In this scenario, each employee will know that their voice will be heard. They are valued as individuals that belong to a team and share a sense of purpose with their organisation. Everyone knows that they are safe in expressing their viewpoints regardless of their experience level, background, education or age. People are encouraged to do so, and culture of candour takes away the patina of “political correctness” that sometimes affects some of the conversations, making everybody able to express their true self. Lean management practices allow people to take responsibility and drive commitment in the organisation, following collaboration and ensuring success. Leadership rewards consistency in behaviours, incentivising risk-taking and action orientation. The organisation is designed to support Diversity, equality and belonging, by ensuring that all operating processes support the tracking of the progress to an equal culture. 

Simply adding social diversity to a group makes people believe that differences of perspective might exist among them and that belief makes people change their behavior.

Katherine W. Phillips, How Diversity Makes Us Smarter 

The critical question is where to start to achieve the above. I see three elements that need to be radically thought over to allow the creation of real equality.

  1. Organisation Design. Way too often Diversity and Equality don’t make it to the organisation design agenda until the very last moment, and often just as a “value” element that does not embed true Diversity in the designs system. Traditional Organisation design, by focusing on work separation and task division, creates in itself a Diversity Challenge, by anchoring people to organisational elements (silos) that are often dysfunctional compared to the strategic needs of the company. 
  2. Talent Acquisition. Once the company has been redesigned to allow for more collaboration based on Diversity, it is essential to acquire more diverse talent from the outside. This is probably the one scenario in which I genuinely see internal development not “fit for purpose”. It would help if you got different perspectives from the outside, to show the way and help bolster diverse talent.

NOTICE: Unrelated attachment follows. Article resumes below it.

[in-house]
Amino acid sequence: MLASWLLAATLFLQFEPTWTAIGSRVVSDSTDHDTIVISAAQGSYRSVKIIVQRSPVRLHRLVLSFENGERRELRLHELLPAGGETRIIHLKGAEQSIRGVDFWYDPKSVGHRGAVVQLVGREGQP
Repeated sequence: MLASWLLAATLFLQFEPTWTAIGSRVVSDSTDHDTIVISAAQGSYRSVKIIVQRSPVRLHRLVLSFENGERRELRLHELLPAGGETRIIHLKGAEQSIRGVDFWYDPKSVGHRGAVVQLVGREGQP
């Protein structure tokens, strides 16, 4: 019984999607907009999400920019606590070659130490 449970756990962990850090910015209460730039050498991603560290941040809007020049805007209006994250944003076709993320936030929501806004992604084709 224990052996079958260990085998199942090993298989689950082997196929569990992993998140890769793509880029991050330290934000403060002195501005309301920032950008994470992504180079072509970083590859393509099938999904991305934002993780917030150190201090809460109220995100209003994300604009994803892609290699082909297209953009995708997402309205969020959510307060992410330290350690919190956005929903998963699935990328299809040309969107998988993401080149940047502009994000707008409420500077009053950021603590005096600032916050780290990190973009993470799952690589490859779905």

3. Business Agility. With the entire diversity concept, we need to apply Lean and Agile principle to assess what works. Experimentation is vital, also because the dimensions of Diversity are too many to be managed off a checklist. 

The above means that Diversity needs to be considered a matter of Intentional Design, it doesn’t happen just by “mistake” and needs to be consistently architected across the different organisational components.

You cannot recruit a diverse workforce without having a healthy culture that attracts talent. 

Stuart R. Levine, Diversity Confirmed to Boost Innovation and Financial Results

Build Your Own Business Case for Diversity

There’s one last concept that I think it’s valuable to stress in the conclusion of this post. Thanks to the diffusion of more awareness around this topic, it’s also essential for each individual to assess even more carefully where to “invest” your own diversity quotient and talent. Because also as an individual, there is a robust Business Case in contributing to your individuality for a company that can generate better results.

Building Your Own Business Case for Diversity means deliberately choosing where to invest your Creativity and passion, based on the sense of equality, respect and belonging that it can generate.

Are you ready to build your Business Case for Diversity?

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Cover Photo by Sharon McCutcheon on Unsplash